Personality and Social Interactions in Cebus apella and Saimiri sciureus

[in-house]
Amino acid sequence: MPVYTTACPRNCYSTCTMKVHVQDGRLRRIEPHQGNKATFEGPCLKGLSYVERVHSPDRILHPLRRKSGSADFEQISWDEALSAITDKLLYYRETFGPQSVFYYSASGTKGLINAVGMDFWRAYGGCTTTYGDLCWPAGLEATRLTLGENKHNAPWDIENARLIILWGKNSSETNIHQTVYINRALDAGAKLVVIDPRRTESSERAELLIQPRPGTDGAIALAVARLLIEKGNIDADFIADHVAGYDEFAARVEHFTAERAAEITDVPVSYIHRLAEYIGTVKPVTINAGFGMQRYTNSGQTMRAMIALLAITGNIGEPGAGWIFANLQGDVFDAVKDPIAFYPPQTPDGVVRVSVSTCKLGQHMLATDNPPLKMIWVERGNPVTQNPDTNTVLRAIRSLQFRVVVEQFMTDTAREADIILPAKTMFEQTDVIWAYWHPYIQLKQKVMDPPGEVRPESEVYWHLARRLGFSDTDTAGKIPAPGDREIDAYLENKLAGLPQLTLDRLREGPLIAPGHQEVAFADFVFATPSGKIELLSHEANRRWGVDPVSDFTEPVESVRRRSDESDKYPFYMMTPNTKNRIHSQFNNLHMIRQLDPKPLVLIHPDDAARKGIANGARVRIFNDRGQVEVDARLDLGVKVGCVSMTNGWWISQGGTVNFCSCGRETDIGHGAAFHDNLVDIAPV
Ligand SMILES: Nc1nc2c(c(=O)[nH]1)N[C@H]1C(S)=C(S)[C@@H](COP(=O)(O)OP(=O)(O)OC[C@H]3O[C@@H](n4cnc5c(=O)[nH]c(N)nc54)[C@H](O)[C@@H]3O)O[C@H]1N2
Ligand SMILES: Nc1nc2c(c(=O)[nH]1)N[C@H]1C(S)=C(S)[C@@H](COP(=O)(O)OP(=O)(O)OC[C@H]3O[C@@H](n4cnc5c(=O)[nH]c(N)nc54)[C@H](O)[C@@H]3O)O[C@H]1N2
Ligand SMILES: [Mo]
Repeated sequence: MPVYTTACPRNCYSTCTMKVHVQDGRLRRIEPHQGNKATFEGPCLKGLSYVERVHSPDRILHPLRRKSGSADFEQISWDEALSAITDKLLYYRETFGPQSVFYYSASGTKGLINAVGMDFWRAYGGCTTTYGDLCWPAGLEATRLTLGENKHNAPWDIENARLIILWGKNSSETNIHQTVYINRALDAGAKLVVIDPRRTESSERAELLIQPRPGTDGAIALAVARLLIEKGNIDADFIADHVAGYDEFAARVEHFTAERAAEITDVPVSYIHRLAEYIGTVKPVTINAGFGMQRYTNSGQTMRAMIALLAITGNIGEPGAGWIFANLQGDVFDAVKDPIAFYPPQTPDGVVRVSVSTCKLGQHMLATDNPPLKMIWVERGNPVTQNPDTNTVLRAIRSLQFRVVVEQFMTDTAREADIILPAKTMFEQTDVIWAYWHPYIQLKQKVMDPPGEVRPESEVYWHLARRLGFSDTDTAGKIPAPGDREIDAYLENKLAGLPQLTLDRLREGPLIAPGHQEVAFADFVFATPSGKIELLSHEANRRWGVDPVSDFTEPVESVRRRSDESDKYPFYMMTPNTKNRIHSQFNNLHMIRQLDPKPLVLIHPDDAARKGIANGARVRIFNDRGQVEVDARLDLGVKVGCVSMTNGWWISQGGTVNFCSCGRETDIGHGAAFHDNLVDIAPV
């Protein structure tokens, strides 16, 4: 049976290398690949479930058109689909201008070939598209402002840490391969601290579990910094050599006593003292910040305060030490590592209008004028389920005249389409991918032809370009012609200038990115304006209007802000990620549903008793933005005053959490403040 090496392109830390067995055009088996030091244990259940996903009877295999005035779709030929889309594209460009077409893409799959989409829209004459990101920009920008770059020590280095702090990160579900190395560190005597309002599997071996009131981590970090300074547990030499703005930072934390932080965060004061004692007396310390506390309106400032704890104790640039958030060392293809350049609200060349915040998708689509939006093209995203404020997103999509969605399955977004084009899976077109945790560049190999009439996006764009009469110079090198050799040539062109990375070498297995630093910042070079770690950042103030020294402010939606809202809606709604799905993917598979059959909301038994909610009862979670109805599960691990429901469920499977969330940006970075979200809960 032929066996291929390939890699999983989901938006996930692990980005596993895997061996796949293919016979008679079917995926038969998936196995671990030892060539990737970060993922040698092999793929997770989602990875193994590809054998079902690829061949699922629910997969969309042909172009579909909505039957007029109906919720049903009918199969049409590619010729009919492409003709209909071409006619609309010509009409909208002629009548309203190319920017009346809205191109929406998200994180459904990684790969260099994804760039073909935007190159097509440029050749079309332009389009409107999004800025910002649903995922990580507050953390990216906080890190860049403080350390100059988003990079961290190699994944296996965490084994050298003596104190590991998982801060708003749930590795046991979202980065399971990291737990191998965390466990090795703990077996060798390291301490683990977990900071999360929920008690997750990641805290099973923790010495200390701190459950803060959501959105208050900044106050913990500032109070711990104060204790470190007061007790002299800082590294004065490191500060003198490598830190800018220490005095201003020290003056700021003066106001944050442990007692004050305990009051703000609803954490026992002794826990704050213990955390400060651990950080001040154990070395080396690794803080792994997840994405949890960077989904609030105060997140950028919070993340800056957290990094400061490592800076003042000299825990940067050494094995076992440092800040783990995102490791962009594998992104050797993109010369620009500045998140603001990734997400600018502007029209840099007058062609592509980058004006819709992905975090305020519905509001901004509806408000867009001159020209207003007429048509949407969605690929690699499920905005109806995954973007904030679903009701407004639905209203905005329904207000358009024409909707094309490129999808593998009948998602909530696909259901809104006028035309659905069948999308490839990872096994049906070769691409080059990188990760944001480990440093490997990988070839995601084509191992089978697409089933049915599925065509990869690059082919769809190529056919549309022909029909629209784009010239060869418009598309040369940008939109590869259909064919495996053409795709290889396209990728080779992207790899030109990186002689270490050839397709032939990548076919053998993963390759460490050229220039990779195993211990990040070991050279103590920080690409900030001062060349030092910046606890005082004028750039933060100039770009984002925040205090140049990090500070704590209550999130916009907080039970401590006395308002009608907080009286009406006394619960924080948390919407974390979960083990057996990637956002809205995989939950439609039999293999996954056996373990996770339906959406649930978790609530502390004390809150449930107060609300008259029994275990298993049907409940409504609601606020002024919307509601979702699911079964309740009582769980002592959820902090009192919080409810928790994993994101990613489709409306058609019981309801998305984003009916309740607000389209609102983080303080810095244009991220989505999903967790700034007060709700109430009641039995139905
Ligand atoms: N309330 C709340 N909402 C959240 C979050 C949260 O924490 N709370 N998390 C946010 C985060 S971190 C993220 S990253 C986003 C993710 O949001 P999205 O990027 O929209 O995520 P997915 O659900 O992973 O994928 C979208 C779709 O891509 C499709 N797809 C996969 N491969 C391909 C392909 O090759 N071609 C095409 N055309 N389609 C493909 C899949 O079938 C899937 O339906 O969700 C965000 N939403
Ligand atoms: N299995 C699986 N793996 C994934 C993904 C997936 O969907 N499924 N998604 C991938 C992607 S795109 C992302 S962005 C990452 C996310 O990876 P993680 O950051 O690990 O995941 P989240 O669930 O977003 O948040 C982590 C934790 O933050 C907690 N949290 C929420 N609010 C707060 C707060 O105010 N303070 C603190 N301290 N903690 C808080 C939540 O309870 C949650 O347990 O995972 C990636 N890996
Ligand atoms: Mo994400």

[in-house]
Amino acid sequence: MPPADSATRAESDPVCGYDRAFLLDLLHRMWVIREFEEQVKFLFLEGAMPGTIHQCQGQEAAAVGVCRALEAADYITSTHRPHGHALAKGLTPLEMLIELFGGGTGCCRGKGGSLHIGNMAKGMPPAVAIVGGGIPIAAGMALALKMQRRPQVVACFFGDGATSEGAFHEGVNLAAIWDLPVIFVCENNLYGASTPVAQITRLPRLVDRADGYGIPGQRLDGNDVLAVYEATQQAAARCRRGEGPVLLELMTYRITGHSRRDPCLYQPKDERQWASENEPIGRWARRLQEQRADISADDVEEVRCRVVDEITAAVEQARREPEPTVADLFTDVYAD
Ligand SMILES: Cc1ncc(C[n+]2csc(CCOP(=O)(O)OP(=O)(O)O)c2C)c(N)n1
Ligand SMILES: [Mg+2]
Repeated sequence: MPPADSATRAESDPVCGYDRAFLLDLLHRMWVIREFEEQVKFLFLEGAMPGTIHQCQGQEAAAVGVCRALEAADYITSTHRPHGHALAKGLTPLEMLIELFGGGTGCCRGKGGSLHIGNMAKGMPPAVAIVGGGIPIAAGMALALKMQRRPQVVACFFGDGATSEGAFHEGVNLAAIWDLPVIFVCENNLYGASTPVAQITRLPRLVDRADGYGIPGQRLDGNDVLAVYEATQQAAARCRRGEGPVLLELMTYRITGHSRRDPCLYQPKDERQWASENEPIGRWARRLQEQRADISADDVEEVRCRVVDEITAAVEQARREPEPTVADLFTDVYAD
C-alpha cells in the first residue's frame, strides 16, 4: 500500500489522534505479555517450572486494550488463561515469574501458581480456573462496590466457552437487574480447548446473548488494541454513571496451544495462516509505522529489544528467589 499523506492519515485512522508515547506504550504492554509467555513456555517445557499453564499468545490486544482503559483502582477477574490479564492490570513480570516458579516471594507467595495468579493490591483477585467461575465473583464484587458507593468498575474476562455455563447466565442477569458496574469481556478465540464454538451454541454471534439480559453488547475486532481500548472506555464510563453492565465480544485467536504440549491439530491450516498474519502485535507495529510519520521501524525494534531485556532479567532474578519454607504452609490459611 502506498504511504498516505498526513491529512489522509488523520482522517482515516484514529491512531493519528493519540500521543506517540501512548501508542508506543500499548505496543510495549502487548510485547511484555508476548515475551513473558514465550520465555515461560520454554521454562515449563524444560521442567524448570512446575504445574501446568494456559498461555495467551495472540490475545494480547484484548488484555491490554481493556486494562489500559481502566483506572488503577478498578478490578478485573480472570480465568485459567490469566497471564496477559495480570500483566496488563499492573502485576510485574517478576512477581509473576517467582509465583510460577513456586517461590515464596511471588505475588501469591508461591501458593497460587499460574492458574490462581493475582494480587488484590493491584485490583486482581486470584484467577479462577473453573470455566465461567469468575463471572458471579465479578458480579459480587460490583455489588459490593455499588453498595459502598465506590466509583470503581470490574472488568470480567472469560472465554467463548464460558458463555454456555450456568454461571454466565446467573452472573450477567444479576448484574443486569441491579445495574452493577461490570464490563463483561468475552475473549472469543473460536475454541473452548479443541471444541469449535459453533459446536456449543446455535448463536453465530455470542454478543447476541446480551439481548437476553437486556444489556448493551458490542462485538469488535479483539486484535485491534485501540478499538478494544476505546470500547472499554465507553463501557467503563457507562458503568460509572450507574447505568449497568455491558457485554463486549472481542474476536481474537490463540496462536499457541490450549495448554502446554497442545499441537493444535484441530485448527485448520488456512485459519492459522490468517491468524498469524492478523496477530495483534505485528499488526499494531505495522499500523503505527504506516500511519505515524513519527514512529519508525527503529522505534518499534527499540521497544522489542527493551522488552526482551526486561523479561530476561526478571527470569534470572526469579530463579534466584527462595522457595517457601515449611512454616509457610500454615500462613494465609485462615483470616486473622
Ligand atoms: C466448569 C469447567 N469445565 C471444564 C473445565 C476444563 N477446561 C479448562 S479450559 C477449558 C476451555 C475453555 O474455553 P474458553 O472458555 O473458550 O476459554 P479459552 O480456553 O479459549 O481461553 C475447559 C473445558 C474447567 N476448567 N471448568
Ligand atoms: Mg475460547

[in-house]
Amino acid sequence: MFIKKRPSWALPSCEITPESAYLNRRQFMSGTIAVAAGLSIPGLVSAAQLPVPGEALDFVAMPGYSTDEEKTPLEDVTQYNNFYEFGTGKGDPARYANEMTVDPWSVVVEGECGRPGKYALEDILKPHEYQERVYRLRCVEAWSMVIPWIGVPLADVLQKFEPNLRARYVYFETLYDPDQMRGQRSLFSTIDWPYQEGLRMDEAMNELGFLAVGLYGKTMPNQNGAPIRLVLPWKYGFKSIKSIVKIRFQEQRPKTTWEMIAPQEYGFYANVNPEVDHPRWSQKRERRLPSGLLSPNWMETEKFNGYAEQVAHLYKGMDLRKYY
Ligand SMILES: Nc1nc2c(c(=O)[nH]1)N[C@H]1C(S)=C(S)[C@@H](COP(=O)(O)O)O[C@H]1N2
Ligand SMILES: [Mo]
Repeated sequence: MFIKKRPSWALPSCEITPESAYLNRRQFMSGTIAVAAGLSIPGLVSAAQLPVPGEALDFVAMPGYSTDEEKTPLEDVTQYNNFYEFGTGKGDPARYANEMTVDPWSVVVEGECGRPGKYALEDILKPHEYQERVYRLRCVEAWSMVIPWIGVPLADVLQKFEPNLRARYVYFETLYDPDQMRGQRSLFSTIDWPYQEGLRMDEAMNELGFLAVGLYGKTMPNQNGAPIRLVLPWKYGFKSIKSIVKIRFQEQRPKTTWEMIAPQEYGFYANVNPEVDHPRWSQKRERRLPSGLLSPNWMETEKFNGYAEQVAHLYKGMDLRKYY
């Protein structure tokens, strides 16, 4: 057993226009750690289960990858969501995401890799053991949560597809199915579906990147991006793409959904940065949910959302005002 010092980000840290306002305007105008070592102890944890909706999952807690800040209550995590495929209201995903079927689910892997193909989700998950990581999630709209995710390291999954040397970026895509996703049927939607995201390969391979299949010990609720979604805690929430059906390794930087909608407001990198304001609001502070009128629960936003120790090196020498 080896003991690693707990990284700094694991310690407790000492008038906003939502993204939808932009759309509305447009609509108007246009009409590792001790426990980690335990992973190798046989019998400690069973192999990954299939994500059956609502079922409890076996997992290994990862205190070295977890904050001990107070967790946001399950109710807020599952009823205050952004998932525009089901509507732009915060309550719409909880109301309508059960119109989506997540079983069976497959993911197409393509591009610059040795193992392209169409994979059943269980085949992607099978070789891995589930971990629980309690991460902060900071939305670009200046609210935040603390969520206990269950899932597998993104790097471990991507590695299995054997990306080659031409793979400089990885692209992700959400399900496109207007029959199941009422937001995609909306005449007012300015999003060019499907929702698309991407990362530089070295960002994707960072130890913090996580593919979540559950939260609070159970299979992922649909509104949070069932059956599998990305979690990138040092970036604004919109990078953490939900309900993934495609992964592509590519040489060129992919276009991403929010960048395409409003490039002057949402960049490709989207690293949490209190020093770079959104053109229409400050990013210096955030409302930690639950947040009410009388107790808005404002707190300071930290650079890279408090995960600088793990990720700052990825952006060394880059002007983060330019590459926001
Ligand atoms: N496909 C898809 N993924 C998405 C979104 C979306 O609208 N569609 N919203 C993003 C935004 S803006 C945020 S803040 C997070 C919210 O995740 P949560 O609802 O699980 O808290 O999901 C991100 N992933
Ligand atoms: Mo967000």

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This study assesses the structure of personality in two species of New World monkey. It addresses personality with comparison to other species of primate, and considers reasons for variation between species. It also considers the role of personality in social interactions. Data were collected from Questionnaire ratings of personality for a captive mixed-population of squirrel monkeys, Saimiri sciureus. These results were compared with data available for capuchins, Cebus apella, from the same study site. Data were also collected on the behavioural and social interactions of individuals. Principal Component Analysis for Cebus produced four factors, labelled Curious, Anxiety, Dominant and Attentiveness. For Saimiri, Principal Component Analysis and Regularized Exploratory Factor Analysis revealed three factors, Dominant, Neurotic and Sociable. Both species shared items on two factors, Dominant and Anxiety/Neurotic. Cebus were found to be more similar to Old World primates on Curious, which overlapped with item loadings on factors such as Openness and Extraversion. Attentiveness in capuchins appeared to be a unique trait. A preliminary analysis for behavioural data revealed species differences in behaviour, including allogrooming, lip smacking and levels of threats, dominant and submissive behaviour. Analysis of inter-rater agreement suggested improvements for behavioural data analysis in order to accurately assess correlations between behaviour, social interactions and personality. Current findings are discussed in light of intraspecific selection pressures and social structure.
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